Meeting both business and personal demands has long been a juggling act for women entrepreneurs. Between the long hours, travel, meetings and employee and customer challenges, there’s little time left for personal needs. Still, leading a rich, well-rounded life is as essential to your business success as it is to your sanity.
We ask Canada’s leading businesswomen to tell us how they effectively manage work/life balance. Each issue we’ll bring you the tactics and strategies that help women grow their companies and careers, while still finding a little “me” time to help deal with the personal commitments of life.
This issue: Victoria Sopik, president and CEO of Kids & Company Ltd. Her Markham, Ont.-based firm runs child-care services for corporate clients. The firm currently operates 14 centres across Canada and boasts revenue of $3.5 million.
Victoria Sopik has learned a thing or two about combining business and family priorities. No wonder. In addition to heading up her day-care company, Sopik heads up a busy family of eight children, aged 10 to 21. Her secret: “A lot of women and moms get caught up in what they think a good mom or wife should do, and I don’t focus on that,” says Sopik. “It’s all about what works for me personally.”
Unlike many people, Sopik doesn’t segment her life into work-time, family-time, or personal-time. “To me, that doesn’t make sense. It’s not all or nothing,” she says. “My philosophy is ‘Do it all, all the time’.” So whether she’s at work, exercising or spending time with her kids, she’s always plugged in via her cell phone or BlackBerry. Says Sopik: “I combine everything to make it work.”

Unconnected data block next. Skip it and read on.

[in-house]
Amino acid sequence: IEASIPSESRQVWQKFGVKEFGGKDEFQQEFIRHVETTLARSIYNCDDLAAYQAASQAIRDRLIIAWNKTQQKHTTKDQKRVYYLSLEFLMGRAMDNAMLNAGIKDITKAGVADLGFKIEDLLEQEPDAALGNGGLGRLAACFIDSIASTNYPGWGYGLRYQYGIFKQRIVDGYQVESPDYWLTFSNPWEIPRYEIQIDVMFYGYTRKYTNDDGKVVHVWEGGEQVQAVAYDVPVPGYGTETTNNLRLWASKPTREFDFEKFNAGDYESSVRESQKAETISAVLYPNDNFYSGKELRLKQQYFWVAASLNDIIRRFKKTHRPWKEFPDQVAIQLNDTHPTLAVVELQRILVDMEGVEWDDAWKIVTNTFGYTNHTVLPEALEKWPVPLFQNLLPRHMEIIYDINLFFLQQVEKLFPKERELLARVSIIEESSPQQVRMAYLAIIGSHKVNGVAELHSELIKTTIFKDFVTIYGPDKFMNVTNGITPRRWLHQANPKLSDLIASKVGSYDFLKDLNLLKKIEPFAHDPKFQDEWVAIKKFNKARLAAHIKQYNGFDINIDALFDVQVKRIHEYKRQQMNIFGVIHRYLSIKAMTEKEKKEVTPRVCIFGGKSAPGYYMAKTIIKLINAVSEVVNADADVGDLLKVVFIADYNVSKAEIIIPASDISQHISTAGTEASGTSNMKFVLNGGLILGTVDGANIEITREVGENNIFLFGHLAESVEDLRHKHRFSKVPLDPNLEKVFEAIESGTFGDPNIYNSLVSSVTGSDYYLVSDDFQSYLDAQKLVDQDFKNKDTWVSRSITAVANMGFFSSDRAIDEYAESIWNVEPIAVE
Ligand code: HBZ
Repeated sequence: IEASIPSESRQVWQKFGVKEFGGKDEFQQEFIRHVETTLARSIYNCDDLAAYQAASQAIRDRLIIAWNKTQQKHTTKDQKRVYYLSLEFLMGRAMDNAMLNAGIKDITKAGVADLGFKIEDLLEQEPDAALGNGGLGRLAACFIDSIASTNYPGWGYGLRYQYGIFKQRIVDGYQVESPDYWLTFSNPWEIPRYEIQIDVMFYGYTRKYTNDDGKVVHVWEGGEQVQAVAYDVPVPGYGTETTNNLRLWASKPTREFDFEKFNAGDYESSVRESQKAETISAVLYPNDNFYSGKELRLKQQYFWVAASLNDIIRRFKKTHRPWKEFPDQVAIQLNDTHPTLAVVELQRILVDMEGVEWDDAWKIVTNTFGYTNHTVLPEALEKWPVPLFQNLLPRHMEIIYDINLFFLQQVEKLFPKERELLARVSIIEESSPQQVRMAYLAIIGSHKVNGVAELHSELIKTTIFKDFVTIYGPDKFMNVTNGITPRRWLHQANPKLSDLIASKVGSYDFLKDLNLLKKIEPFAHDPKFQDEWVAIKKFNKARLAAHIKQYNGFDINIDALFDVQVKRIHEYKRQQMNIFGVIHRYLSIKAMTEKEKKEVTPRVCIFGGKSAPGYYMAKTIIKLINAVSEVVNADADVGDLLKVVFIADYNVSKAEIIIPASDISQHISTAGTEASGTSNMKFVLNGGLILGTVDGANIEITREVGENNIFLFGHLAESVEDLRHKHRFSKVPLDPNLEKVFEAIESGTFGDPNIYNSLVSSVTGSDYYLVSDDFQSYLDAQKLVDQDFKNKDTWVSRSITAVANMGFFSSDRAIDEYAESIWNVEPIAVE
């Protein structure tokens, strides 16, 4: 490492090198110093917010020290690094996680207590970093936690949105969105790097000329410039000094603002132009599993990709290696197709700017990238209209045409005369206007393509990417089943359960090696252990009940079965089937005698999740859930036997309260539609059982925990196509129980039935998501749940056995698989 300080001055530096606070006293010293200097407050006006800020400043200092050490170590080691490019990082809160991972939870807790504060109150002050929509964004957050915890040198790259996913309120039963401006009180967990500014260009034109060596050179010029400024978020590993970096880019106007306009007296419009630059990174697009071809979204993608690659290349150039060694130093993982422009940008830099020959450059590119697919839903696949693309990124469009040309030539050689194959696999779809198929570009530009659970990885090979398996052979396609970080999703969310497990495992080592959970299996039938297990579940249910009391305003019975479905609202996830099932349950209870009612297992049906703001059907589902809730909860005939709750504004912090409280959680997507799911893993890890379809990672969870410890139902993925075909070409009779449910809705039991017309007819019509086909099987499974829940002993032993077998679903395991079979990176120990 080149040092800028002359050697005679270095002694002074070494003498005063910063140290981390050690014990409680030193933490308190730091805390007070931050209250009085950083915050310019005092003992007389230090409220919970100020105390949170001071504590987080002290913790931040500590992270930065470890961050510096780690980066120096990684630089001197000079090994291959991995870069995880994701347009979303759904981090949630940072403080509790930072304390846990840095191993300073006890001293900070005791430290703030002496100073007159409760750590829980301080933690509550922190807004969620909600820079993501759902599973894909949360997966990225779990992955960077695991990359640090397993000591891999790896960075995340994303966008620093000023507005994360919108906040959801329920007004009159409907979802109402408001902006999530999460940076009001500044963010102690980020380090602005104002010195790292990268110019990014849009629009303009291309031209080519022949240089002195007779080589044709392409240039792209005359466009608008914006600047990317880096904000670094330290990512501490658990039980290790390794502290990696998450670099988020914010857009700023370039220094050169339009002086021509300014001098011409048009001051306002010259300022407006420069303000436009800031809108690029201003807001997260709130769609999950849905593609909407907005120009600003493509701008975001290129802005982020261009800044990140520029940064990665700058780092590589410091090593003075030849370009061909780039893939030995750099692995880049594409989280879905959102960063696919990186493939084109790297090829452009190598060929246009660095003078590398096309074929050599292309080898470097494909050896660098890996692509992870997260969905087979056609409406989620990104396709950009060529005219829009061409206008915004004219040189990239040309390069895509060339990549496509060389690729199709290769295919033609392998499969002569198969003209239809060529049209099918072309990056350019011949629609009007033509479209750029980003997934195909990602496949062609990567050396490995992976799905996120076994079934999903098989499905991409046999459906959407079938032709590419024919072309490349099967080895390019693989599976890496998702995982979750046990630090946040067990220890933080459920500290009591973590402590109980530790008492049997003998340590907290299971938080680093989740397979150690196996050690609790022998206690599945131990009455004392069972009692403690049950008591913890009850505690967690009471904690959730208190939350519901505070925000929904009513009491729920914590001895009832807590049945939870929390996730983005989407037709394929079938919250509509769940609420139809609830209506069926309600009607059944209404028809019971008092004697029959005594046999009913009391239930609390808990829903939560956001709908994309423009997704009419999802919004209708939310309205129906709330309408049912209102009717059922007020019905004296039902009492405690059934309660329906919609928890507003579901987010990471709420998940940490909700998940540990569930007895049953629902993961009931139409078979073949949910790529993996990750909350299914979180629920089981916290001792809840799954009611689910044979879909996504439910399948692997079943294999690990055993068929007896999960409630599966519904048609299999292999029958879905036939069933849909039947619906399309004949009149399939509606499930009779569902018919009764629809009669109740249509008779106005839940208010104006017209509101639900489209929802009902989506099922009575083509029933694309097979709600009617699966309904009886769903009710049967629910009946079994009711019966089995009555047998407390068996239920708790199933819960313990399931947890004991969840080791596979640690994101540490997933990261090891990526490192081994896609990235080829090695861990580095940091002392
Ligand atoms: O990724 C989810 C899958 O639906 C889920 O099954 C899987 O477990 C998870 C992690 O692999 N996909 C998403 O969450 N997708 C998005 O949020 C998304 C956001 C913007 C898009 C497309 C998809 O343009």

If she’s golfing with her kids on a Saturday, for example, she checks messages while waiting for her turn to play. At her children’s sports or school functions, “I’m the mom that goes into the ladies room and checks her BlackBerry,” she says, “I’m the mom sitting there at the hockey or volleyball game sending e-mails to people,” working when her children aren’t in action. “Meanwhile, I’m getting dirty looks from other parents, but for me, [if I wasn’t working there,] I wouldn’t be there at all.”
“I’m always connected, I’m always checking in,” says Sopik. “Some people need to go on holiday and disconnect in order to relax, whereas I’m the opposite. I’m a happy, relaxed person when I am connected to my world, and my world includes both my business and my children.”
Sopik admits that business has meant missing some family time over the years, “but the payoff for me is that I want to be a working mom role model. That’s really important to me.”
It helps that Sopik has a calm personality. “I’m a very minimally stressed person,” she says. “It’s the temperament from having all those children-there’s very little that gets me riled up.”
And Sopik avoids feeling guilty when she can’t or doesn’t do something well. Just as parents teach children not to feel bad when they miss the mark, women need to teach themselves, she says. “I have this talk with myself all the time: You’re really great at this and that, but you didn’t do very well this time? Oh well, next time you’ll do better.”